Laser Science, Photonics
Prof. Konstantinos Makris, Associated Researcher of IESL-FORTH, receives a Consolidator Award from the European Research Council (ERC)
Konstantinos Makris, Assistant Professor of the Department of Physics of the University of Crete and Associate Faculty Member of the Institute of Electronic Structure and Laser (IESL) of the Foundation for Research and Technology - Hellas (FORTH), was awarded a “Consolidator Grant” by the European Research Council (ERC). The “Beyond_Anderson” project, whose funding amounts to € 1.5 million, will have a duration of five years and will be executed at IESL-FORTH, in collaboration with the Department of Physics of the University of Crete. In the specific call of the ERC Consolidator Grants for 2021, 2652 proposals were submitted and only 313 got funded. It is noted that under the call “ERC-Consolidator Grants-2021” this is the only successful application in Greece.
The program of Consolidator Grants concerns very competitive grants within the European Union and aims to attract excellent researchers that are at the forefront of research. It aims at supporting scientists to consolidate their independence by establishing a research team and continuing to develop a successful career in Europe. This is the seventh time that an IESL researcher receives a prestigious ERC grant, whereas FORTH has attracted the most ERC grants in Greece (with budget more than 39 million €).
The “Beyond_Anderson” (Non-Hermitian Transport in non-Hermitian Anderson forbidden land) theoretical project will be centered around the recently discovered ground-breaking way of transport of waves in random media. Anderson localization is a fundamental phenomenon of wave physics that is related to the localization of waves in systems with randomness. As a result, localization prevents light to go through such materials. The proposal suggests a new way of accessing the forbidden land of Anderson localization, by pumping and dissipating photon energy, something that is impossible with electrons. In order to overcome such limitation, the main idea is to use new materials in order to provide an exit for the light that is trapped inside such a classical or quantum labyrinth.
The ERC Referees of Prof. Makris' proposal write that this project is “a very important and challenging theoretical project”, that “it addresses the previous problems in a new and original way and it involves truly innovative approaches”. Such an evaluation by the external referees, confirms the internationally acclaimed and innovative character of the research that takes place at the IESL-FORTH and the University of Crete.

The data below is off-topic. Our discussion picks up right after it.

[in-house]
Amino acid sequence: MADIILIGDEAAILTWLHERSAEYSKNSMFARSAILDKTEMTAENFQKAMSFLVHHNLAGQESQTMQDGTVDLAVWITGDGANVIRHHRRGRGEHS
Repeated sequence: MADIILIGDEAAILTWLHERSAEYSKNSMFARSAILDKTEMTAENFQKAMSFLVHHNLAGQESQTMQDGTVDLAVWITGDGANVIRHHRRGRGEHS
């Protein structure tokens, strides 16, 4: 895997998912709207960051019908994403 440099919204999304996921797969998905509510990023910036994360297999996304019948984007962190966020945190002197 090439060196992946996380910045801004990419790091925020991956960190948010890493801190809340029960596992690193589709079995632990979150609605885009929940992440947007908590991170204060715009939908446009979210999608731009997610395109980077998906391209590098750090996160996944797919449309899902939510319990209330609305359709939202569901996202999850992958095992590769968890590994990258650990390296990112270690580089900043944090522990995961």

For more infomation, please read the press release of the European Research Council:
Konstantinos Makris is Assistant Professor at the department of Physics of the University of Crete from 2017, and an Associate Faculty Member of the IESL from 2019. He obtained his Diploma from the Electrical and Computer Engineering School of the National Technical University of Athens (Greece) in 2002 and his PhD in Theoretical Physics and Photonics from the School of Optics and Photonics (CREOL-FCPE) at the University of Central Florida, Orlando (USA) in 2008. From 2008 until 2010 he was a postdoctoral researcher at Ecole Polytechnique Federale de Lausanne (EPFL), Switzerland. During 2011 he was Lecturer at Institute for Theoretical Physics of Vienna University of Technology (TU-Wien), Austria. From 2012 until 2015 he was a Marie Curie International Outgoing fellow (MC-IOF) between Princeton University, USA and TU-Wien, Austria, and between 2015 and 2017 a senior researcher at the Center for Quantum Complexity and Nanotechnology of the Univeristy of Crete.
His research interests lie on the interface of condensed matter physics and photonics, with emphasis on nonlinear optics and solitons, non-Hermitian photonics, topological lattices, and disordered physics of complex structures.
More information regarding the research of Prof. Makris is available at his personal webpage:
Associate Faculty Member of the IESL
Assistant Professor, Department of Physics, University of Crete